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How rest between reps influences your snatch performance?

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Summary of a study investigating the influence of rest length on snatch performance.

Who

15 male athletes aged 23.0±2.31 years with a ratio of 1RM snatch to body weight at 0.78±0.12 with at least 6 months of experience (Malaysia).

Design

Experimental study: 4 visits in a laboratory (each session separated by 72 hours):

  • session 1: 1RM snatch
  • session 2-4: 3 sets of 5 reps of snatch at 85%, 5 minutes rest between sets, 10s or 30s or 50 s rests between each rep.

Outcome measures/tests

  • peak velocity at ankle, knee, and hip
  • ground reaction force

Main results

How rest between reps influences your snatch performance - infographic

  • In the first pull, rests or repetitions did not significantly affect ankle, knee or hip joint velocity, apart from the case when angular velocity decreased between 1st and 5th rep at 10 seconds rest.

  • In the second pull, rests or repetitions did not significantly affect ankle and hip joint velocity, apart from the case when angular velocity decreased between 1st and 5th rep at 10 seconds rest. Knee velocity was not affected by rests or repetitions.

  • Peak ground reaction force did not change with the rest length changes. Peak ground reaction force reduced between 1st and 5th repetition at 10 seconds rest.

Take home message

For a clinician & coach
Overall, increasing rest between each of 5 snatch repetitions at 85% from 10s to 30s to 50s did not have a significant effect on the ankle, knee, or hip joint velocities nor ground reaction force. The only significant differences found were between 1st and 5th rep with 10s rest: the velocity decreased along with ground reaction force. Shorter rests (10s and less) will build fatigue over the reps (from the 1st to 5th repetition). If the focus of the session is on training speed, longer rests between reps can allow for sustaining a fast performance.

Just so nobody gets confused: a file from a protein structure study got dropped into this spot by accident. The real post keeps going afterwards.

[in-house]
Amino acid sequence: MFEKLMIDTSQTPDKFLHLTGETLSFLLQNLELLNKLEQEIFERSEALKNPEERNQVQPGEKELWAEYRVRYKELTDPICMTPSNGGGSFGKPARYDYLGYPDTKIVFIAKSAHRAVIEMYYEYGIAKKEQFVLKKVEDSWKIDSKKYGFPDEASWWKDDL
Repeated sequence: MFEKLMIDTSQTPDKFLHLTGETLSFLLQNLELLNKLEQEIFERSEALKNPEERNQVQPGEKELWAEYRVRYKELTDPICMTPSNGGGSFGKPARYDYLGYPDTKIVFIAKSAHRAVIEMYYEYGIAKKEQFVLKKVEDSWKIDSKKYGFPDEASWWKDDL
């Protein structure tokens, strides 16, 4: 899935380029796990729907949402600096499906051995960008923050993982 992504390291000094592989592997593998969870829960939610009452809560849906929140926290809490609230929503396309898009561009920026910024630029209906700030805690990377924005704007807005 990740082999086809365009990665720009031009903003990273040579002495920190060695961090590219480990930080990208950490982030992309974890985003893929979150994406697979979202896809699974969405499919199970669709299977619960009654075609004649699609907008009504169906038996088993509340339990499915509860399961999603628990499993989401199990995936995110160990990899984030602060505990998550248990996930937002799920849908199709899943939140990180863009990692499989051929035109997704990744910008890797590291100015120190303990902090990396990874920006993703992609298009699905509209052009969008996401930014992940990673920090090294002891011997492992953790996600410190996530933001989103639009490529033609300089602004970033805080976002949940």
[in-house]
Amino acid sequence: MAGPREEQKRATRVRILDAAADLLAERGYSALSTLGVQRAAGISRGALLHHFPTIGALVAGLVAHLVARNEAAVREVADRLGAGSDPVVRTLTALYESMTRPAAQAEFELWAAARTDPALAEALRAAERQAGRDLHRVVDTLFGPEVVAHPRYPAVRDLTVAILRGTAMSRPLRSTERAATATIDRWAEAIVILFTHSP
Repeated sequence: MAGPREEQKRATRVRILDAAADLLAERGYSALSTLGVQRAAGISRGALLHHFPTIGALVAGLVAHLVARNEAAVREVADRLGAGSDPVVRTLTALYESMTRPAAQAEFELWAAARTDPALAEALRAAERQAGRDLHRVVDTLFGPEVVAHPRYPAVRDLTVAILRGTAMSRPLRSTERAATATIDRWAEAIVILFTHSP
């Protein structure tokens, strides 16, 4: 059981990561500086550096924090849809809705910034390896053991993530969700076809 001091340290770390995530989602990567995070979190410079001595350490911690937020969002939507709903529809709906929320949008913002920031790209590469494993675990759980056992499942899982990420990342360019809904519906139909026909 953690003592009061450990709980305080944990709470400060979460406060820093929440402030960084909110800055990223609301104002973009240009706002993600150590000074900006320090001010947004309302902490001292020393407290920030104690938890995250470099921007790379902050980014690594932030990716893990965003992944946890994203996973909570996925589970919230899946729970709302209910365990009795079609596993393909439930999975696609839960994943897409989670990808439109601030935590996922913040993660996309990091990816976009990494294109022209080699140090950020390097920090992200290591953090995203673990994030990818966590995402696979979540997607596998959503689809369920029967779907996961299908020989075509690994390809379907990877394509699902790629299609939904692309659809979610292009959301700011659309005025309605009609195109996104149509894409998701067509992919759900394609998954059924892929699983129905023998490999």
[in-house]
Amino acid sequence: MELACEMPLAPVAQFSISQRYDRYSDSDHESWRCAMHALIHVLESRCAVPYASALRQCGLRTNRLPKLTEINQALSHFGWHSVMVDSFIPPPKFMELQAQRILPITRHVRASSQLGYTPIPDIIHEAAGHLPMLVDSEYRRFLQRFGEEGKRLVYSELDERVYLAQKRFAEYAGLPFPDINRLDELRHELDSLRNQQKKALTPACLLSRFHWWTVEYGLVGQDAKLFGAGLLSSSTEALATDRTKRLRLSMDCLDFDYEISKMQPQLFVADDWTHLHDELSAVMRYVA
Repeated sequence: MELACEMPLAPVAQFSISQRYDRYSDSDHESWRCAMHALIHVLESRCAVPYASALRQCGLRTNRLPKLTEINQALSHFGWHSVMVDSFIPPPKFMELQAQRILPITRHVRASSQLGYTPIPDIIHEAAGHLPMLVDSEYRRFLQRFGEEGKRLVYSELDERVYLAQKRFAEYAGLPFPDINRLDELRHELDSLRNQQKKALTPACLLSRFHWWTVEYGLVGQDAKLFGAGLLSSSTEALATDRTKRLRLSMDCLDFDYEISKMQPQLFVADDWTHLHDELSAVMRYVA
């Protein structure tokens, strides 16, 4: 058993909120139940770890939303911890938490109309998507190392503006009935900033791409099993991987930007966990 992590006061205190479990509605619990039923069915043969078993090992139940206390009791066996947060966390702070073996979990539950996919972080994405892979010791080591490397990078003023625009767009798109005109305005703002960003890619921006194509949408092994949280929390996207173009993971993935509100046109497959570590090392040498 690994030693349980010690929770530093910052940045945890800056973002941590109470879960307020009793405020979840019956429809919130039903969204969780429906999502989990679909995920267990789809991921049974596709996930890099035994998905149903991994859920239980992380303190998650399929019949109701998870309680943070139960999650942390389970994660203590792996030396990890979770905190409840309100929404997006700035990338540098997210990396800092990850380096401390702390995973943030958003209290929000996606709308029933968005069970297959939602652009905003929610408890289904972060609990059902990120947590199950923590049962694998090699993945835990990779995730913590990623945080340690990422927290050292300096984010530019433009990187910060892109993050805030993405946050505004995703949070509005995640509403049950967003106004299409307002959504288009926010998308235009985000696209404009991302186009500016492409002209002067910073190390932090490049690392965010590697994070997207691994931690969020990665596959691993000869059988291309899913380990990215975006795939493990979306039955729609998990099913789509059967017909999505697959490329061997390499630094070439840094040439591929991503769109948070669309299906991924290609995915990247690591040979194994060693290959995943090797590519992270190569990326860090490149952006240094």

For a parent
Shorter rests (10s and less) will build fatigue over the reps (from the 1st to 5th repetition). If the focus of the session is on training speed, longer rests between reps can allow for sustaining a fast performance.
For an athlete
Shorter rests (10s and less) will build fatigue over the reps (from the 1st to 5th repetition). If the focus of the session is on training speed, longer rests between reps can allow for sustaining a fast performance.

Original article

Tan K, Pagaduan J, Janep M, Nadzalan AM. Changes in joint kinematics and kinetics through the implementation of inter-repetition rest protocols in snatch training. Pedagogy of Physical Culture and Sports. 2022 Feb 28;26(1):68-75.

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